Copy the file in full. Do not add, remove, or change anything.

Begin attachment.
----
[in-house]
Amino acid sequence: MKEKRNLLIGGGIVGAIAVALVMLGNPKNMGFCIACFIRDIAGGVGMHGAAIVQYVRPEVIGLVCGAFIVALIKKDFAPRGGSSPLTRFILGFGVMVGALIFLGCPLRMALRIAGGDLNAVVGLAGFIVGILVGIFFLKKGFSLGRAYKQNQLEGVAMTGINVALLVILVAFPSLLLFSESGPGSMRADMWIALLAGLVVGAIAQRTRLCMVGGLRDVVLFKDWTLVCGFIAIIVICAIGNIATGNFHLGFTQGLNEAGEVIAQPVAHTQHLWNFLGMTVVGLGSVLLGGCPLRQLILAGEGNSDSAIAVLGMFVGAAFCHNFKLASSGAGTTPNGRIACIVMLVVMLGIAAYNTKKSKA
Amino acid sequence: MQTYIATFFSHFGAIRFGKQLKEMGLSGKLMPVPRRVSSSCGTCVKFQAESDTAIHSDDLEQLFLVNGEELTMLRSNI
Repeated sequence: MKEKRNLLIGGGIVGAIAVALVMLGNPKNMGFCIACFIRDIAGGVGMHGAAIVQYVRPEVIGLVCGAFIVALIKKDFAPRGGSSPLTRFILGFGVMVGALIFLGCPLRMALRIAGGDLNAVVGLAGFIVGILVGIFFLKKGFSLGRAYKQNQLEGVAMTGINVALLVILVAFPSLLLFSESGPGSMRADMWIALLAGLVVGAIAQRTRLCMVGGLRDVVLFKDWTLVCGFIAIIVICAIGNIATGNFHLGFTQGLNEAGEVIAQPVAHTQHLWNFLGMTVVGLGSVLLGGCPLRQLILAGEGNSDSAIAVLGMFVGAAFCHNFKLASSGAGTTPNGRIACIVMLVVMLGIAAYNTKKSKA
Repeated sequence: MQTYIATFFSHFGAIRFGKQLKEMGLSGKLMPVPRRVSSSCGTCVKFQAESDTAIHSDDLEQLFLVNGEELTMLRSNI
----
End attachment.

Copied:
[in-house]
Amino acid sequence: MKEKRNLLIGGGIVGAIAVALVMLGNPKNMGFCIACFIRDIAGGVGMHGAAIVQYVRPEVIGLVCGAFIVALIKKDFAPRGGSSPLTRFILGFGVMVGALIFLGCPLRMALRIAGGDLNAVVGLAGFIVGILVGIFFLKKGFSLGRAYKQNQLEGVAMTGINVALLVILVAFPSLLLFSESGPGSMRADMWIALLAGLVVGAIAQRTRLCMVGGLRDVVLFKDWTLVCGFIAIIVICAIGNIATGNFHLGFTQGLNEAGEVIAQPVAHTQHLWNFLGMTVVGLGSVLLGGCPLRQLILAGEGNSDSAIAVLGMFVGAAFCHNFKLASSGAGTTPNGRIACIVMLVVMLGIAAYNTKKSKA
Amino acid sequence: MQTYIATFFSHFGAIRFGKQLKEMGLSGKLMPVPRRVSSSCGTCVKFQAESDTAIHSDDLEQLFLVNGEELTMLRSNI
Repeated sequence: MKEKRNLLIGGGIVGAIAVALVMLGNPKNMGFCIACFIRDIAGGVGMHGAAIVQYVRPEVIGLVCGAFIVALIKKDFAPRGGSSPLTRFILGFGVMVGALIFLGCPLRMALRIAGGDLNAVVGLAGFIVGILVGIFFLKKGFSLGRAYKQNQLEGVAMTGINVALLVILVAFPSLLLFSESGPGSMRADMWIALLAGLVVGAIAQRTRLCMVGGLRDVVLFKDWTLVCGFIAIIVICAIGNIATGNFHLGFTQGLNEAGEVIAQPVAHTQHLWNFLGMTVVGLGSVLLGGCPLRQLILAGEGNSDSAIAVLGMFVGAAFCHNFKLASSGAGTTPNGRIACIVMLVVMLGIAAYNTKKSKA
Repeated sequence: MQTYIATFFSHFGAIRFGKQLKEMGLSGKLMPVPRRVSSSCGTCVKFQAESDTAIHSDDLEQLFLVNGEELTMLRSNI